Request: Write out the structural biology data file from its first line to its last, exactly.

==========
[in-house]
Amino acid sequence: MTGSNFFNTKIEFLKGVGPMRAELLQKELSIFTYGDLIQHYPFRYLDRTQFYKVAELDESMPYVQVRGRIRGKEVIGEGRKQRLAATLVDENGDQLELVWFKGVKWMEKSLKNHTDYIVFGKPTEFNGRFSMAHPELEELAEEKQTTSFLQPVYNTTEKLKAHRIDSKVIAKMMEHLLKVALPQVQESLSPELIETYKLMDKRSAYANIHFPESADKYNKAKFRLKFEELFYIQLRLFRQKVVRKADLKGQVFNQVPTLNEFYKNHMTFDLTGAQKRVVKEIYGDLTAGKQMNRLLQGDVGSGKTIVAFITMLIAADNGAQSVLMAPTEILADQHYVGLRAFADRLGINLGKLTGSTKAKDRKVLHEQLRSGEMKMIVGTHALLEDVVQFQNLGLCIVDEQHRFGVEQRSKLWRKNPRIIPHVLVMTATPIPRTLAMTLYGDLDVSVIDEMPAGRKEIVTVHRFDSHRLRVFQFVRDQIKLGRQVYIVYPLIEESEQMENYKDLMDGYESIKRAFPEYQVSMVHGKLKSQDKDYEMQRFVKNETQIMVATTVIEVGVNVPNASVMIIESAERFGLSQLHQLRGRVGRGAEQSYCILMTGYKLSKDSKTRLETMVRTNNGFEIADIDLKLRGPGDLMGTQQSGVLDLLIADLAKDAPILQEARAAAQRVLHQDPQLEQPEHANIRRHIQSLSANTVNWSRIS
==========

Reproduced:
[in-house]
Amino acid sequence: MTGSNFFNTKIEFLKGVGPMRAELLQKELSIFTYGDLIQHYPFRYLDRTQFYKVAELDESMPYVQVRGRIRGKEVIGEGRKQRLAATLVDENGDQLELVWFKGVKWMEKSLKNHTDYIVFGKPTEFNGRFSMAHPELEELAEEKQTTSFLQPVYNTTEKLKAHRIDSKVIAKMMEHLLKVALPQVQESLSPELIETYKLMDKRSAYANIHFPESADKYNKAKFRLKFEELFYIQLRLFRQKVVRKADLKGQVFNQVPTLNEFYKNHMTFDLTGAQKRVVKEIYGDLTAGKQMNRLLQGDVGSGKTIVAFITMLIAADNGAQSVLMAPTEILADQHYVGLRAFADRLGINLGKLTGSTKAKDRKVLHEQLRSGEMKMIVGTHALLEDVVQFQNLGLCIVDEQHRFGVEQRSKLWRKNPRIIPHVLVMTATPIPRTLAMTLYGDLDVSVIDEMPAGRKEIVTVHRFDSHRLRVFQFVRDQIKLGRQVYIVYPLIEESEQMENYKDLMDGYESIKRAFPEYQVSMVHGKLKSQDKDYEMQRFVKNETQIMVATTVIEVGVNVPNASVMIIESAERFGLSQLHQLRGRVGRGAEQSYCILMTGYKLSKDSKTRLETMVRTNNGFEIADIDLKLRGPGDLMGTQQSGVLDLLIADLAKDAPILQEARAAAQRVLHQDPQLEQPEHANIRRHIQSLSANTVNWSRIS